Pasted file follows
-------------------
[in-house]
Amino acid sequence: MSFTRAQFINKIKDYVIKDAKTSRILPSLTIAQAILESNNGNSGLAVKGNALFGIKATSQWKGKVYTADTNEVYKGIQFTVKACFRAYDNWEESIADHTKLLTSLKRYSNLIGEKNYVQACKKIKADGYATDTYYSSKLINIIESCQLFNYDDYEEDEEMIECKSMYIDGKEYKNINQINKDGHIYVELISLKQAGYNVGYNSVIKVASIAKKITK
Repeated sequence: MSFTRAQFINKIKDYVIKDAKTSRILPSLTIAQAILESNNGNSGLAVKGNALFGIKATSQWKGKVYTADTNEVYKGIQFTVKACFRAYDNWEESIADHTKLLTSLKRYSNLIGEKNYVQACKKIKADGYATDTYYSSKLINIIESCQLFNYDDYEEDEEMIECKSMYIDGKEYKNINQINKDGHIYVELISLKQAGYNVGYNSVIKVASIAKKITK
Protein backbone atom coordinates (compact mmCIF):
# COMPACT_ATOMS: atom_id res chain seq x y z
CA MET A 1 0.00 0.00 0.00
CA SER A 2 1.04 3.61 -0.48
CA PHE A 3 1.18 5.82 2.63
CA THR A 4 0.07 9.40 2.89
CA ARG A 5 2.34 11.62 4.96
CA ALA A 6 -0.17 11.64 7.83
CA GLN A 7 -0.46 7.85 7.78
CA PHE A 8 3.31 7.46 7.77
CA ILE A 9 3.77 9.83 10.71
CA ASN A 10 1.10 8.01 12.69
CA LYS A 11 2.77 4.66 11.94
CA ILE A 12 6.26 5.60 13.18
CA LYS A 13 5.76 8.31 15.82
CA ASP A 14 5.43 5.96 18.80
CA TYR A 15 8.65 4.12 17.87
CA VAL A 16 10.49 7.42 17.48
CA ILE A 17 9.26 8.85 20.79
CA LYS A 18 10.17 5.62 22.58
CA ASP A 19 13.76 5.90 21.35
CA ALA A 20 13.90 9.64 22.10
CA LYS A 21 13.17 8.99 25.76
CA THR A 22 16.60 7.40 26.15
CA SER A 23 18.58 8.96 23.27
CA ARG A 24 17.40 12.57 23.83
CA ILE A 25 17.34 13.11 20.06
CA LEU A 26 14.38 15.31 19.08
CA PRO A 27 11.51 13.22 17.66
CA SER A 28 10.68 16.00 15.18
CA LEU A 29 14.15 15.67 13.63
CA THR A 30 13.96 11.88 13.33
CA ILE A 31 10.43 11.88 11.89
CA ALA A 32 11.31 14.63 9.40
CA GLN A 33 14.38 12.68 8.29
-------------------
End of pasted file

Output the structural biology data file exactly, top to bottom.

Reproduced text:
[in-house]
Amino acid sequence: MSFTRAQFINKIKDYVIKDAKTSRILPSLTIAQAILESNNGNSGLAVKGNALFGIKATSQWKGKVYTADTNEVYKGIQFTVKACFRAYDNWEESIADHTKLLTSLKRYSNLIGEKNYVQACKKIKADGYATDTYYSSKLINIIESCQLFNYDDYEEDEEMIECKSMYIDGKEYKNINQINKDGHIYVELISLKQAGYNVGYNSVIKVASIAKKITK
Repeated sequence: MSFTRAQFINKIKDYVIKDAKTSRILPSLTIAQAILESNNGNSGLAVKGNALFGIKATSQWKGKVYTADTNEVYKGIQFTVKACFRAYDNWEESIADHTKLLTSLKRYSNLIGEKNYVQACKKIKADGYATDTYYSSKLINIIESCQLFNYDDYEEDEEMIECKSMYIDGKEYKNINQINKDGHIYVELISLKQAGYNVGYNSVIKVASIAKKITK
Protein backbone atom coordinates (compact mmCIF):
# COMPACT_ATOMS: atom_id res chain seq x y z
CA MET A 1 0.00 0.00 0.00
CA SER A 2 1.04 3.61 -0.48
CA PHE A 3 1.18 5.82 2.63
CA THR A 4 0.07 9.40 2.89
CA ARG A 5 2.34 11.62 4.96
CA ALA A 6 -0.17 11.64 7.83
CA GLN A 7 -0.46 7.85 7.78
CA PHE A 8 3.31 7.46 7.77
CA ILE A 9 3.77 9.83 10.71
CA ASN A 10 1.10 8.01 12.69
CA LYS A 11 2.77 4.66 11.94
CA ILE A 12 6.26 5.60 13.18
CA LYS A 13 5.76 8.31 15.82
CA ASP A 14 5.43 5.96 18.80
CA TYR A 15 8.65 4.12 17.87
CA VAL A 16 10.49 7.42 17.48
CA ILE A 17 9.26 8.85 20.79
CA LYS A 18 10.17 5.62 22.58
CA ASP A 19 13.76 5.90 21.35
CA ALA A 20 13.90 9.64 22.10
CA LYS A 21 13.17 8.99 25.76
CA THR A 22 16.60 7.40 26.15
CA SER A 23 18.58 8.96 23.27
CA ARG A 24 17.40 12.57 23.83
CA ILE A 25 17.34 13.11 20.06
CA LEU A 26 14.38 15.31 19.08
CA PRO A 27 11.51 13.22 17.66
CA SER A 28 10.68 16.00 15.18
CA LEU A 29 14.15 15.67 13.63
CA THR A 30 13.96 11.88 13.33
CA ILE A 31 10.43 11.88 11.89
CA ALA A 32 11.31 14.63 9.40
CA GLN A 33 14.38 12.68 8.29